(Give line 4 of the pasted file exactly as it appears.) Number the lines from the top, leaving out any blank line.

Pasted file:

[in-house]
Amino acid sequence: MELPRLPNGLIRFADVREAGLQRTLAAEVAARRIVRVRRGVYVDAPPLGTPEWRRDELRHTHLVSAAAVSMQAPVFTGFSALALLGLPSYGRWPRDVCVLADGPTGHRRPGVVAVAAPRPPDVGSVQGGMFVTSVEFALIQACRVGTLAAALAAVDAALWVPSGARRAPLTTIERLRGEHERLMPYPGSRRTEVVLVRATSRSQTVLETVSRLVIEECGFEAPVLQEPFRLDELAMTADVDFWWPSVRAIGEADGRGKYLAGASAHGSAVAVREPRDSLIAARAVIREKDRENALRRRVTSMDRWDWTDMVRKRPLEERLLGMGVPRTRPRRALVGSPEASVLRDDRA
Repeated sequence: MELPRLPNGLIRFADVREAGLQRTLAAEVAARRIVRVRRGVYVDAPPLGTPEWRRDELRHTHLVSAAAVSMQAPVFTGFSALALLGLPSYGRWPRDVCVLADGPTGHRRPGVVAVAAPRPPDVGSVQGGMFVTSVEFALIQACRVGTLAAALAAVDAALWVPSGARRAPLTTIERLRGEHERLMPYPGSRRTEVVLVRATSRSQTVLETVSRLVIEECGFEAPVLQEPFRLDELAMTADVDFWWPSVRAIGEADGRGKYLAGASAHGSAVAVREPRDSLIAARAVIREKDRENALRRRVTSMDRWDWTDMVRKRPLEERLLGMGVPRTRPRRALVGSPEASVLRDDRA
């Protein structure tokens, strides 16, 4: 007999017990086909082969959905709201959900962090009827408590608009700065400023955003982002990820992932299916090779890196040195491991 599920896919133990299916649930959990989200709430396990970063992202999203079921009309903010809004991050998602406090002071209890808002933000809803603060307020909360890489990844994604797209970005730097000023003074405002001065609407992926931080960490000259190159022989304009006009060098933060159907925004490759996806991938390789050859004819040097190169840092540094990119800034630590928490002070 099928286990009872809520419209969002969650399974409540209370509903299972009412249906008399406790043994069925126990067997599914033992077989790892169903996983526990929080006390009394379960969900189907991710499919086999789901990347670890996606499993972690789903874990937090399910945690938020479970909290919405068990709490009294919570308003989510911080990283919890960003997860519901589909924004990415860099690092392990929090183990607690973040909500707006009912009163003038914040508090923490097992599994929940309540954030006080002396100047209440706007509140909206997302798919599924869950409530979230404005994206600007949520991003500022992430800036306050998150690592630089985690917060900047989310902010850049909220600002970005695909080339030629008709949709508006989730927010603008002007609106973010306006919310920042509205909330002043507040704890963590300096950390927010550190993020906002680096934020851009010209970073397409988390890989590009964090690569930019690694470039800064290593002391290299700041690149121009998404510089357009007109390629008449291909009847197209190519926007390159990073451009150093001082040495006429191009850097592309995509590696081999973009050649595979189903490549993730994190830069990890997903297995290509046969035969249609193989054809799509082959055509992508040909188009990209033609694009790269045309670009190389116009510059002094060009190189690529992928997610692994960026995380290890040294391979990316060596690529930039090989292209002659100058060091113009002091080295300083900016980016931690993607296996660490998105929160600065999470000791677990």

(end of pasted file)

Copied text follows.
């Protein structure tokens, strides 16, 4: 007999017990086909082969959905709201959900962090009827408590608009700065400023955003982002990820992932299916090779890196040195491991 599920896919133990299916649930959990989200709430396990970063992202999203079921009309903010809004991050998602406090002071209890808002933000809803603060307020909360890489990844994604797209970005730097000023003074405002001065609407992926931080960490000259190159022989304009006009060098933060159907925004490759996806991938390789050859004819040097190169840092540094990119800034630590928490002070 099928286990009872809520419209969002969650399974409540209370509903299972009412249906008399406790043994069925126990067997599914033992077989790892169903996983526990929080006390009394379960969900189907991710499919086999789901990347670890996606499993972690789903874990937090399910945690938020479970909290919405068990709490009294919570308003989510911080990283919890960003997860519901589909924004990415860099690092392990929090183990607690973040909500707006009912009163003038914040508090923490097992599994929940309540954030006080002396100047209440706007509140909206997302798919599924869950409530979230404005994206600007949520991003500022992430800036306050998150690592630089985690917060900047989310902010850049909220600002970005695909080339030629008709949709508006989730927010603008002007609106973010306006919310920042509205909330002043507040704890963590300096950390927010550190993020906002680096934020851009010209970073397409988390890989590009964090690569930019690694470039800064290593002391290299700041690149121009998404510089357009007109390629008449291909009847197209190519926007390159990073451009150093001082040495006429191009850097592309995509590696081999973009050649595979189903490549993730994190830069990890997903297995290509046969035969249609193989054809799509082959055509992508040909188009990209033609694009790269045309670009190389116009510059002094060009190189690529992928997610692994960026995380290890040294391979990316060596690529930039090989292209002659100058060091113009002091080295300083900016980016931690993607296996660490998105929160600065999470000791677990």